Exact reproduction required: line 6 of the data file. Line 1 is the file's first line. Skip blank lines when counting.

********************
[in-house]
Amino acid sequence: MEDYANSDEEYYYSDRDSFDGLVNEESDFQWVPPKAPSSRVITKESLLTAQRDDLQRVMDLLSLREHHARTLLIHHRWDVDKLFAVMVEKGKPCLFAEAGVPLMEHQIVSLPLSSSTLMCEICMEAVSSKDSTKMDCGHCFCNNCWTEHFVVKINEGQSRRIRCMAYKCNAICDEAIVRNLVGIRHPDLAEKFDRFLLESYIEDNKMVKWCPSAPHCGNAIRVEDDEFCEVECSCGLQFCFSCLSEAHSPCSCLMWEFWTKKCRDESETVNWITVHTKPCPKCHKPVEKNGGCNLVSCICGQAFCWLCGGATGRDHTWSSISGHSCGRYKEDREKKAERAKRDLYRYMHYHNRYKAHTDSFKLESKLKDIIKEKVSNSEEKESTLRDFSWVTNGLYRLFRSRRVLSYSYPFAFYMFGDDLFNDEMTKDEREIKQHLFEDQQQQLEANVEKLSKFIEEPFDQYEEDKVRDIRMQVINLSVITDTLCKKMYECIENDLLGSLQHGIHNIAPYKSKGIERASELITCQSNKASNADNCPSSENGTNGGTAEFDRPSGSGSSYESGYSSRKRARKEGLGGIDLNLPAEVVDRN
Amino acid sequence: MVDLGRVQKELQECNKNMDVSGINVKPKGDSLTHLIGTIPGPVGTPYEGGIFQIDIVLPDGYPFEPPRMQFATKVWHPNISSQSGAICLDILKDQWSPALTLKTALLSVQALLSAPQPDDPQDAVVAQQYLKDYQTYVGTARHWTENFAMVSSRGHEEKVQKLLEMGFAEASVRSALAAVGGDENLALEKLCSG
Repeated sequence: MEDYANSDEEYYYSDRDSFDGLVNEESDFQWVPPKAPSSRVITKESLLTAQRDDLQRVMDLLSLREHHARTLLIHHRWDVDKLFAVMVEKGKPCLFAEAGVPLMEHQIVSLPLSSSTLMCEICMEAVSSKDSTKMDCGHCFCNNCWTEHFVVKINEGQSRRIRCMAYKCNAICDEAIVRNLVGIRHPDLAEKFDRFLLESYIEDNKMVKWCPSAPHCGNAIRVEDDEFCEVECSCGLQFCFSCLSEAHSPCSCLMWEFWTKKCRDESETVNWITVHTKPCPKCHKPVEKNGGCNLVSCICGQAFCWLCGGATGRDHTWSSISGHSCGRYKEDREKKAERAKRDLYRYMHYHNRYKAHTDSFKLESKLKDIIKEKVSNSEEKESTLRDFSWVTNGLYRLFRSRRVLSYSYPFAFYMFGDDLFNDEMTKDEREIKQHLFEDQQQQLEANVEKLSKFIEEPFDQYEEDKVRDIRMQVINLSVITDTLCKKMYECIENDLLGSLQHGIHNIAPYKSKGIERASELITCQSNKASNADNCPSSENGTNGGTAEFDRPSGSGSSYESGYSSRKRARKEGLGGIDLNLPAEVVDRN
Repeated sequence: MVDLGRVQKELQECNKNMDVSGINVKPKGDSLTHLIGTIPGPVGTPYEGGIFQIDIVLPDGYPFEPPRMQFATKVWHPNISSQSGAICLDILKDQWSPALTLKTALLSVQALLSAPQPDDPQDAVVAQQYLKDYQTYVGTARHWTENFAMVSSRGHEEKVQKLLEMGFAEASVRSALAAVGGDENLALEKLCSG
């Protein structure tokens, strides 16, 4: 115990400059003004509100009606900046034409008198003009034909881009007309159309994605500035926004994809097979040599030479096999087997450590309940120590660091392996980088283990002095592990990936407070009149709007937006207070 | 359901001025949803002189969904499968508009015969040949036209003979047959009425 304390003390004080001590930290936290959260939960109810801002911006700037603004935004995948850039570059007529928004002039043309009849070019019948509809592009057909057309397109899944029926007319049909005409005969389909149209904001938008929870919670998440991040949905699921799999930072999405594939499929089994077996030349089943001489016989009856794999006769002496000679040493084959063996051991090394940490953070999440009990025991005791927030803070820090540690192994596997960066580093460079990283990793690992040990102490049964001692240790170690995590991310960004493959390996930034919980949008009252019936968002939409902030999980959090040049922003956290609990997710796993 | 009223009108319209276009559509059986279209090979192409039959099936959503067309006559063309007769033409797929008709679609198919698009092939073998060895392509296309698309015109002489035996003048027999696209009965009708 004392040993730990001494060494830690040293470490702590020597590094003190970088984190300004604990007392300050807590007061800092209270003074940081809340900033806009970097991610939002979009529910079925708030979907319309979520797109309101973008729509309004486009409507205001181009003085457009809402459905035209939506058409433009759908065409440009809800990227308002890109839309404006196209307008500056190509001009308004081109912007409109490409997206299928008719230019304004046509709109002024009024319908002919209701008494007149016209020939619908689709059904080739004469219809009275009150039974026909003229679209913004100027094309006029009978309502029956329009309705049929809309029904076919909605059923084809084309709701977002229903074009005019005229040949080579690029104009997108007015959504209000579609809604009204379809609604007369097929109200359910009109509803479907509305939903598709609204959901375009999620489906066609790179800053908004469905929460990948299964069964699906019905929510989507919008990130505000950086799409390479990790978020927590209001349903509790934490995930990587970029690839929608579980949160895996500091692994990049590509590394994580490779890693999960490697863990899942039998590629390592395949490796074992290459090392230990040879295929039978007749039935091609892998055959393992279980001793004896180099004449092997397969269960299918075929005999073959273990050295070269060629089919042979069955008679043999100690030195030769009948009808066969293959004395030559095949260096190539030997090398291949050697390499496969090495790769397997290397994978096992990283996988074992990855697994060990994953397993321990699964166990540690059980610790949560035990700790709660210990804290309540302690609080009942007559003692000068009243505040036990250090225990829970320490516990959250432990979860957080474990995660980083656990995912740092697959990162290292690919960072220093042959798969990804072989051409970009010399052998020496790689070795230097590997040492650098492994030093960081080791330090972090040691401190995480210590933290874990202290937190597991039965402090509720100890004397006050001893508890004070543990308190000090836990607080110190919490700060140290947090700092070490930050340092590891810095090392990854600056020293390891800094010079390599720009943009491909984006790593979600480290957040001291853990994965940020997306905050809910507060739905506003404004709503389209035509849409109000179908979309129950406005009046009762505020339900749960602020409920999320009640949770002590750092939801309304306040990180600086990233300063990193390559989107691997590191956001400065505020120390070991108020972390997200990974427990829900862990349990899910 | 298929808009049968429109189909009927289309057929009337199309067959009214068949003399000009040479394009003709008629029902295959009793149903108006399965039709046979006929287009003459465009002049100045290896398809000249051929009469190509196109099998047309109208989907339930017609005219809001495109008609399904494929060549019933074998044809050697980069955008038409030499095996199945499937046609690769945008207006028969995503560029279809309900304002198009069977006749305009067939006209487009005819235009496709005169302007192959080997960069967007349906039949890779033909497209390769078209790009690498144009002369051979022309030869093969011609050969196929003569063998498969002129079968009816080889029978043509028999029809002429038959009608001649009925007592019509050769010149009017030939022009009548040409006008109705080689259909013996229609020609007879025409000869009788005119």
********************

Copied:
């Protein structure tokens, strides 16, 4: 115990400059003004509100009606900046034409008198003009034909881009007309159309994605500035926004994809097979040599030479096999087997450590309940120590660091392996980088283990002095592990990936407070009149709007937006207070 | 359901001025949803002189969904499968508009015969040949036209003979047959009425 304390003390004080001590930290936290959260939960109810801002911006700037603004935004995948850039570059007529928004002039043309009849070019019948509809592009057909057309397109899944029926007319049909005409005969389909149209904001938008929870919670998440991040949905699921799999930072999405594939499929089994077996030349089943001489016989009856794999006769002496000679040493084959063996051991090394940490953070999440009990025991005791927030803070820090540690192994596997960066580093460079990283990793690992040990102490049964001692240790170690995590991310960004493959390996930034919980949008009252019936968002939409902030999980959090040049922003956290609990997710796993 | 009223009108319209276009559509059986279209090979192409039959099936959503067309006559063309007769033409797929008709679609198919698009092939073998060895392509296309698309015109002489035996003048027999696209009965009708 004392040993730990001494060494830690040293470490702590020597590094003190970088984190300004604990007392300050807590007061800092209270003074940081809340900033806009970097991610939002979009529910079925708030979907319309979520797109309101973008729509309004486009409507205001181009003085457009809402459905035209939506058409433009759908065409440009809800990227308002890109839309404006196209307008500056190509001009308004081109912007409109490409997206299928008719230019304004046509709109002024009024319908002919209701008494007149016209020939619908689709059904080739004469219809009275009150039974026909003229679209913004100027094309006029009978309502029956329009309705049929809309029904076919909605059923084809084309709701977002229903074009005019005229040949080579690029104009997108007015959504209000579609809604009204379809609604007369097929109200359910009109509803479907509305939903598709609204959901375009999620489906066609790179800053908004469905929460990948299964069964699906019905929510989507919008990130505000950086799409390479990790978020927590209001349903509790934490995930990587970029690839929608579980949160895996500091692994990049590509590394994580490779890693999960490697863990899942039998590629390592395949490796074992290459090392230990040879295929039978007749039935091609892998055959393992279980001793004896180099004449092997397969269960299918075929005999073959273990050295070269060629089919042979069955008679043999100690030195030769009948009808066969293959004395030559095949260096190539030997090398291949050697390499496969090495790769397997290397994978096992990283996988074992990855697994060990994953397993321990699964166990540690059980610790949560035990700790709660210990804290309540302690609080009942007559003692000068009243505040036990250090225990829970320490516990959250432990979860957080474990995660980083656990995912740092697959990162290292690919960072220093042959798969990804072989051409970009010399052998020496790689070795230097590997040492650098492994030093960081080791330090972090040691401190995480210590933290874990202290937190597991039965402090509720100890004397006050001893508890004070543990308190000090836990607080110190919490700060140290947090700092070490930050340092590891810095090392990854600056020293390891800094010079390599720009943009491909984006790593979600480290957040001291853990994965940020997306905050809910507060739905506003404004709503389209035509849409109000179908979309129950406005009046009762505020339900749960602020409920999320009640949770002590750092939801309304306040990180600086990233300063990193390559989107691997590191956001400065505020120390070991108020972390997200990974427990829900862990349990899910 | 298929808009049968429109189909009927289309057929009337199309067959009214068949003399000009040479394009003709008629029902295959009793149903108006399965039709046979006929287009003459465009002049100045290896398809000249051929009469190509196109099998047309109208989907339930017609005219809001495109008609399904494929060549019933074998044809050697980069955008038409030499095996199945499937046609690769945008207006028969995503560029279809309900304002198009069977006749305009067939006209487009005819235009496709005169302007192959080997960069967007349906039949890779033909497209390769078209790009690498144009002369051979022309030869093969011609050969196929003569063998498969002129079968009816080889029978043509028999029809002429038959009608001649009925007592019509050769010149009017030939022009009548040409006008109705080689259909013996229609020609007879025409000869009788005119």